Discussion

While BCA is benign, malignant transformation of these lesions to BCAC has been reported to be as high as 20% [6], necessitating extreme care in management. Preoperative imaging, through ultrasound, CT and MRI, while differentiating BCA from simple cysts, has a diagnostic accuracy as low as 30%, warranting a high level of suspicion [7] when BCAC is in the differential. Preoperative core needle biopsy to detect malignancy is not recommended due to limited accuracy and the risk of seeding and dissemination [7]. Thus, complete resection upon the suspicion of BCA/BCAC is warranted [5].

While most BCA arise from the intrahepatic biliary system [1] and range from 1.5 cm to 35 cm [8], the location of the cyst within the liver determines the appropriate surgical intervention [8]. Formal resection can be a reasonable option for peripheral lesions; however, enucleation may be the only option for centrally located lesions involving central vascular or biliary structures [3]. In this case, the mass was relatively large and obscured the primary hepatic vascular structures, making resection and enucleation difficult and dangerous, if not impossible. The only option was to drain the cyst so that the essential anatomic structures could be appropriately visualized for the resection.

All procedures currently in use for draining cysts have the possibility of leakage, and as such portend morbidity. Leakage in removal of teratomas, noted in greater than 13% of cases, can cause peritonitis leading to resultant adhesion formation and bowel dysfunction [9]. In the management of other gynecologic cysts where histology is uncertain, particularly ovarian cysts, ultrasound or CT-guided aspiration cannot be recommended as it might lead to dissemination of malignant cells [10]. Similar issues are seen in the management of giant hydatid cysts [11, 12]. In fact, many authors agree that, while there are various innovations in the form of suction devices to enable controlled suction of contents with minimal spillage, these devices may not be easily available and are very often ineffective [12].

In the liver, management of simple cysts includes laparoscopic deroofing and alcohol sclerotherapy; however, management of other cysts is more complex [13] and diagnostic uncertainty should result in surgical resection to assure a neoplastic condition, such as cystadenoma or cystadenocarcinoma, is not allowed to persist [14]. When surgical resection is not an option, as in the case presented here, other procedures must be used. In this case, as critical structures were obscured by the cyst, aspiration prior to resection was the only option. In considering means for aspiration, many procedures and products claim to successfully minimize the possibility of cyst content leakage with ‘leak proof lids’; however, they reduce, but don’t eliminate, the possibility of leakage, particularly at the site of puncture. This is unacceptable in the setting of a potentially malignant lesion. Thus, the need for the described procedure.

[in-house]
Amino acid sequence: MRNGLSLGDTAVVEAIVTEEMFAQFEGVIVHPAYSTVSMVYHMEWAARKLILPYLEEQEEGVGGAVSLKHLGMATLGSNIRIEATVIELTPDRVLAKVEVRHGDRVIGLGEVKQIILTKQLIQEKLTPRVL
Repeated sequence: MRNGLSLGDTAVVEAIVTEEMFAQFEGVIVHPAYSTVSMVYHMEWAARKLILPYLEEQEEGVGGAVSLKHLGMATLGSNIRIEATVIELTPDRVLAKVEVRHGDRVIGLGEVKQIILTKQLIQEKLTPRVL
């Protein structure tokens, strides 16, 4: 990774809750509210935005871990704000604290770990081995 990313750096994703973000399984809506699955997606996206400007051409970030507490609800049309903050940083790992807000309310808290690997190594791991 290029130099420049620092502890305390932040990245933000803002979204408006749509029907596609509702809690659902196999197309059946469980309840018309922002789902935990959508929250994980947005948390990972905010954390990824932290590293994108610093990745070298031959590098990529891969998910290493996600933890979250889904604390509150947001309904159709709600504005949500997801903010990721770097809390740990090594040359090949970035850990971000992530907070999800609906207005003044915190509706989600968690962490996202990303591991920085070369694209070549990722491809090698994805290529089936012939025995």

The nasal trumpet was a perfect implement to assist in the drainage as the flat end of the trumpet, once superglued to the cyst, creates a seal that, when the cyst is punctured through the trumpet, would not allow cystic fluids to leak into the belly. An environment in which the cyst could be safely drained to facilitate complete surgical resection was then created. As noted, once the cyst had been drained, the trumpet was removed and the attachment site was securely sutured to prevent any leakage of remaining fluid. This allowed for removal of the cyst from the sterile field without any spillage, thus completely eliminating the possibility of seeding.